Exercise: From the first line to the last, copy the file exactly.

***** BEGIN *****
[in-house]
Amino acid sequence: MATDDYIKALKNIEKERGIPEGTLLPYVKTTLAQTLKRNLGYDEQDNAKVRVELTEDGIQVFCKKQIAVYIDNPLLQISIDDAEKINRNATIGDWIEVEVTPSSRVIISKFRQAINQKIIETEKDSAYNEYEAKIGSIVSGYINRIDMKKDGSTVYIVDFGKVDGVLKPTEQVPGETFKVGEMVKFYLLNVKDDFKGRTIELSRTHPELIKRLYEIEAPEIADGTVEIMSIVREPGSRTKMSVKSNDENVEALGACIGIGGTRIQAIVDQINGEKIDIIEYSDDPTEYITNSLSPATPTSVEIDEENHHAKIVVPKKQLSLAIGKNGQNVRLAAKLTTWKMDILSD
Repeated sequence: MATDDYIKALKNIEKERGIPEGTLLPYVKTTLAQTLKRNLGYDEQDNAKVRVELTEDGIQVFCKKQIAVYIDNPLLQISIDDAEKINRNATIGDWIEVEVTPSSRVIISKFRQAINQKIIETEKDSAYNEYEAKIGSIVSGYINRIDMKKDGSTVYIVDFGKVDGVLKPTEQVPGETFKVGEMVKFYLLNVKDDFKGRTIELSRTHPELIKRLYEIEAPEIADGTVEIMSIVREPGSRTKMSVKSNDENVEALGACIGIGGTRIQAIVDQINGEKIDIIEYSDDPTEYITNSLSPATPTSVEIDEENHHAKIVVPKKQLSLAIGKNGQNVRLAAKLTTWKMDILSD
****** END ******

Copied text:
[in-house]
Amino acid sequence: MATDDYIKALKNIEKERGIPEGTLLPYVKTTLAQTLKRNLGYDEQDNAKVRVELTEDGIQVFCKKQIAVYIDNPLLQISIDDAEKINRNATIGDWIEVEVTPSSRVIISKFRQAINQKIIETEKDSAYNEYEAKIGSIVSGYINRIDMKKDGSTVYIVDFGKVDGVLKPTEQVPGETFKVGEMVKFYLLNVKDDFKGRTIELSRTHPELIKRLYEIEAPEIADGTVEIMSIVREPGSRTKMSVKSNDENVEALGACIGIGGTRIQAIVDQINGEKIDIIEYSDDPTEYITNSLSPATPTSVEIDEENHHAKIVVPKKQLSLAIGKNGQNVRLAAKLTTWKMDILSD
Repeated sequence: MATDDYIKALKNIEKERGIPEGTLLPYVKTTLAQTLKRNLGYDEQDNAKVRVELTEDGIQVFCKKQIAVYIDNPLLQISIDDAEKINRNATIGDWIEVEVTPSSRVIISKFRQAINQKIIETEKDSAYNEYEAKIGSIVSGYINRIDMKKDGSTVYIVDFGKVDGVLKPTEQVPGETFKVGEMVKFYLLNVKDDFKGRTIELSRTHPELIKRLYEIEAPEIADGTVEIMSIVREPGSRTKMSVKSNDENVEALGACIGIGGTRIQAIVDQINGEKIDIIEYSDDPTEYITNSLSPATPTSVEIDEENHHAKIVVPKKQLSLAIGKNGQNVRLAAKLTTWKMDILSD